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1 A perfect engraving. 2 A balance cock being engraved by a master. 3 Burins – the engraver’s tools.

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LANGEMATIK PERPETUAL Case: Platinum Dial: Solid silver, rhodié Hands: Rhodiumed gold

LANGEMATIK PERPETUAL Case: 18-carat pink gold Dial: Solid silver, argenté Hands: Pink gold

Reference 310.025

Reference 310.032

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The Quest for Perfection

T WOFOL D A SSE M BLY

Countless hours are invested in assembling each Lange movement with utmost virtuosity. Afterwards, the interactions of all mechanical parts are adjusted to the highest degree of perfection. But then, the movement is totally taken apart again. Now, all parts are painstakingly cleaned, and many of them are lavishly decorated and polished. Even parts that later remain unseen are enhanced in this way. Only then is the movement reassembled for the second and last time, and carefully lubricated at over 50 oil sinks and bearing points with up to eight different greases and oils. Completed in this meticulous way, the calibre of a Lange watch can now perform its work smoothly and virtually friction-free.

In the final assembly pass, the jig screws used in the first fitting phase are replaced with flawless blued screws.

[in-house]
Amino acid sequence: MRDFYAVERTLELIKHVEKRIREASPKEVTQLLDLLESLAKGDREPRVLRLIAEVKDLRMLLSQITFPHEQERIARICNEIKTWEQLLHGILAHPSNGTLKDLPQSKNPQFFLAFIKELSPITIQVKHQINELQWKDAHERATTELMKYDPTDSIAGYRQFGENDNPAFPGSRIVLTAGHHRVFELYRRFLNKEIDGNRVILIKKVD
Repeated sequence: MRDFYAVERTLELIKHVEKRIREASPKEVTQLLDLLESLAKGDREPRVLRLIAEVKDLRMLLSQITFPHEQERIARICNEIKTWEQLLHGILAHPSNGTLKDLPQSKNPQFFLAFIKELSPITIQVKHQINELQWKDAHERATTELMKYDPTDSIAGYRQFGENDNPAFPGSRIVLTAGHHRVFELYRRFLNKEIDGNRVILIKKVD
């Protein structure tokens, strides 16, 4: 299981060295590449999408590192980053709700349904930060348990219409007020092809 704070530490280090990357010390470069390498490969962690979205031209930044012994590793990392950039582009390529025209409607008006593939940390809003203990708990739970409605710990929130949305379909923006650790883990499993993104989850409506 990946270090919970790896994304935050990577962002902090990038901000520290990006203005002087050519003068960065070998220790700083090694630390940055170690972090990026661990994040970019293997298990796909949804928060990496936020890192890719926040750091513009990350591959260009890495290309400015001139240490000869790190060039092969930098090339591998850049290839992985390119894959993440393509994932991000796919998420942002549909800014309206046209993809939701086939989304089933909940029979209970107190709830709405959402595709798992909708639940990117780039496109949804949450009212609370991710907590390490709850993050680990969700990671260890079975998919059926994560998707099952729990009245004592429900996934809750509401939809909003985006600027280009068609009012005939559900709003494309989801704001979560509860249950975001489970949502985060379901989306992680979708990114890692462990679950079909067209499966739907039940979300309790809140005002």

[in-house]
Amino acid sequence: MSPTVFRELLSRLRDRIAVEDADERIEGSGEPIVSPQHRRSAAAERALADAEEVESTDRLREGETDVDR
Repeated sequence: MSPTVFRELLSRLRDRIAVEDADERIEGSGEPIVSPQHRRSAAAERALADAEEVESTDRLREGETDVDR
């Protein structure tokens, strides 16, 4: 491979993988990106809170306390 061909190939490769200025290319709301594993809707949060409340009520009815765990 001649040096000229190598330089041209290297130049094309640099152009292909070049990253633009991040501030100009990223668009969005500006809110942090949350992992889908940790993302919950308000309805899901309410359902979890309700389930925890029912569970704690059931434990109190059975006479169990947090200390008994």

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1815 In the Tradition of Ferdinand A. Lange


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A Watch With a Personality The 1815’s name stands for the birth year of Ferdinand A. Lange, the courageous man who established Germany’s precision watchmaking in 1845. He was a pioneer in mechanical timekeeping and had the ambition to craft the world’s finest watches. It was a vision he pursued with passion and, by providing jobs and a fresh perspective for the people of Glashütte, with a strong social commitment. In the course of the years, he succeeded not only in building a manufactory but also in laying the cornerstone for an entire watch industry. The 1815 watch family expresses his quest for the perfect watch and his noble personality.

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Substance Over Semblance

LOFTY AMBITIONS